Semiannual Report on the Prices of Common Banking Services for Households—2019


On July 29, 2020, the Supervisor of Banks, Mr. Yair Avidan, presented the Semiannual Report on the Prices of Common Banking Services for Households to the Knesset’s Economic Affairs Committee. The report is based on the reports of the banks and credit card companies of actual income from fees collected during 2019.

 

Main points of the report:

§  During the past eleven years, there has been a decline of about 34 percent in the share of the banking system’s income derived from fees out of total assets. The decline is attributed to a range of regulatory measures taken by the Banking Supervision Department and the banking system during this period, as well as accounting effects from the sale of Isracard and Leumi Card (Max) by the banks as part of the implementation of the Reducing Concentration and Promoting Competition Law, 5777-2017.

§  The average monthly cost for a household or private banking account in 2019 was NIS 26.9. During the past nine years (2011–19) there was a decline of approximately 17 percent in the average monthly cost for a household or private banking account. This cost is comprised of:

-          The cost of current-account activity, which decreased by a total of approximately 39 percent;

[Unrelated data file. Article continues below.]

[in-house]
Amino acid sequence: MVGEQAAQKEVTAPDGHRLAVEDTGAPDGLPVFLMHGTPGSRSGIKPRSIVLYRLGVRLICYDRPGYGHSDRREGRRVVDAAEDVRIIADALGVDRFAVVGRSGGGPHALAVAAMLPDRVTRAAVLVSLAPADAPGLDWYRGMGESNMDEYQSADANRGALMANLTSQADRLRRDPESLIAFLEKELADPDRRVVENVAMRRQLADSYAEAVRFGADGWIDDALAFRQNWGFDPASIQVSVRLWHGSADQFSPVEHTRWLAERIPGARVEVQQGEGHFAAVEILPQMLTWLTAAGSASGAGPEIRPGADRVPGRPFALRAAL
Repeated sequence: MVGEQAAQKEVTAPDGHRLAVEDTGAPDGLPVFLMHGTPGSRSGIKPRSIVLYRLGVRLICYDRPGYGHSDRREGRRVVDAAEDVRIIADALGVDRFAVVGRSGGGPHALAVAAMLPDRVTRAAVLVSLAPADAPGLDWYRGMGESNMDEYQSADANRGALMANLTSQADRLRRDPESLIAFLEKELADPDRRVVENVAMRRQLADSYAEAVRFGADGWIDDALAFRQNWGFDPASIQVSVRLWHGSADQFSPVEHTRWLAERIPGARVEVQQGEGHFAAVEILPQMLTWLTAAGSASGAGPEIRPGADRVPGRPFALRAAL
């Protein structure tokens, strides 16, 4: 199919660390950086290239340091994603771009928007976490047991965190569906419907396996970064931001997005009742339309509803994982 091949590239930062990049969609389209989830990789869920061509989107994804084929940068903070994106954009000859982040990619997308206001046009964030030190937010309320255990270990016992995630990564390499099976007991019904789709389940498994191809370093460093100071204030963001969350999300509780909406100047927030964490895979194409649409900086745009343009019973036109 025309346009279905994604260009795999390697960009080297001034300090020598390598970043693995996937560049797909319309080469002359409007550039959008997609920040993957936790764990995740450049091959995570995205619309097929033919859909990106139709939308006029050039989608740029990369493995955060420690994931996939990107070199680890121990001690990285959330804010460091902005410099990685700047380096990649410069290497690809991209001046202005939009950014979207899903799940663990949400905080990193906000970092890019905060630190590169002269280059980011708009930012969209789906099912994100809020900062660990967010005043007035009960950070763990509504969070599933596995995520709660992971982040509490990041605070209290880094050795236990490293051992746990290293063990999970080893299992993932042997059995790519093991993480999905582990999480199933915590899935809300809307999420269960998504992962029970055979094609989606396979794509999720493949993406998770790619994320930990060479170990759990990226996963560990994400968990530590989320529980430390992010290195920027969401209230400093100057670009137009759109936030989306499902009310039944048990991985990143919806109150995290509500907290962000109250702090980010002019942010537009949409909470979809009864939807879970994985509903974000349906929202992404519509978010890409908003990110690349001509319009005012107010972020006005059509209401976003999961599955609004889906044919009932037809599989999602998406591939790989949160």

-          The cost of credit cards, which increased by a total of approximately 21 percent. The increase is attributed to the increase in credit card fees, to the trend of a growing number of credit cards held by customers per account, and an increase in the volume of foreign currency transactions and withdrawals.

§  A significant measure that went into effect in August 2019 is proactive enrollment of small businesses and authorized businesses in the basic or extended fee tracks service, whichever is the most worthwhile for them. The measure is expected to contribute to a reduction in current account fees for small businesses and authorized businesses.

§  Since the period covered by this report is 2019, the presented data do not reflect the effects of the coronavirus crisis.